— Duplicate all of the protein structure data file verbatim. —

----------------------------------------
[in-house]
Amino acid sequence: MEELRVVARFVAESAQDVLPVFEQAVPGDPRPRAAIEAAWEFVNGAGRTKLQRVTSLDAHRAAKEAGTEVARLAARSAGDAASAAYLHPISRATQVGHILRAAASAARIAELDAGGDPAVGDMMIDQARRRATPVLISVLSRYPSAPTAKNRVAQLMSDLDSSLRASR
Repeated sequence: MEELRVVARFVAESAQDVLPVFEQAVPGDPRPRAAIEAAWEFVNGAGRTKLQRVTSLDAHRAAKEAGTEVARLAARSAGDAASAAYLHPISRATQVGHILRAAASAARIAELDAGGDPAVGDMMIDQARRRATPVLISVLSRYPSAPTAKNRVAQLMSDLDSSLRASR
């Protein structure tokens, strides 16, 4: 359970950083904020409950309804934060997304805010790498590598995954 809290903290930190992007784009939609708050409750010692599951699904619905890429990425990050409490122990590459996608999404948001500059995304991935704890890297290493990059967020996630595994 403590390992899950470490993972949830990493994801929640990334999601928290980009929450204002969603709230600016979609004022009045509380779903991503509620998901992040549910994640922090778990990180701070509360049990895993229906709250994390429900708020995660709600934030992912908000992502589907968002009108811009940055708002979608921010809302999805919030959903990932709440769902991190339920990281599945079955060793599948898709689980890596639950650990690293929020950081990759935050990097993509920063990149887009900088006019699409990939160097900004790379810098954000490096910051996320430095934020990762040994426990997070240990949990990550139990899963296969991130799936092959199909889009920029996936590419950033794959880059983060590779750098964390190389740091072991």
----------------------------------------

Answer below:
[in-house]
Amino acid sequence: MEELRVVARFVAESAQDVLPVFEQAVPGDPRPRAAIEAAWEFVNGAGRTKLQRVTSLDAHRAAKEAGTEVARLAARSAGDAASAAYLHPISRATQVGHILRAAASAARIAELDAGGDPAVGDMMIDQARRRATPVLISVLSRYPSAPTAKNRVAQLMSDLDSSLRASR
Repeated sequence: MEELRVVARFVAESAQDVLPVFEQAVPGDPRPRAAIEAAWEFVNGAGRTKLQRVTSLDAHRAAKEAGTEVARLAARSAGDAASAAYLHPISRATQVGHILRAAASAARIAELDAGGDPAVGDMMIDQARRRATPVLISVLSRYPSAPTAKNRVAQLMSDLDSSLRASR
């Protein structure tokens, strides 16, 4: 359970950083904020409950309804934060997304805010790498590598995954 809290903290930190992007784009939609708050409750010692599951699904619905890429990425990050409490122990590459996608999404948001500059995304991935704890890297290493990059967020996630595994 403590390992899950470490993972949830990493994801929640990334999601928290980009929450204002969603709230600016979609004022009045509380779903991503509620998901992040549910994640922090778990990180701070509360049990895993229906709250994390429900708020995660709600934030992912908000992502589907968002009108811009940055708002979608921010809302999805919030959903990932709440769902991190339920990281599945079955060793599948898709689980890596639950650990690293929020950081990759935050990097993509920063990149887009900088006019699409990939160097900004790379810098954000490096910051996320430095934020990762040994426990997070240990949990990550139990899963296969991130799936092959199909889009920029996936590419950033794959880059983060590779750098964390190389740091072991």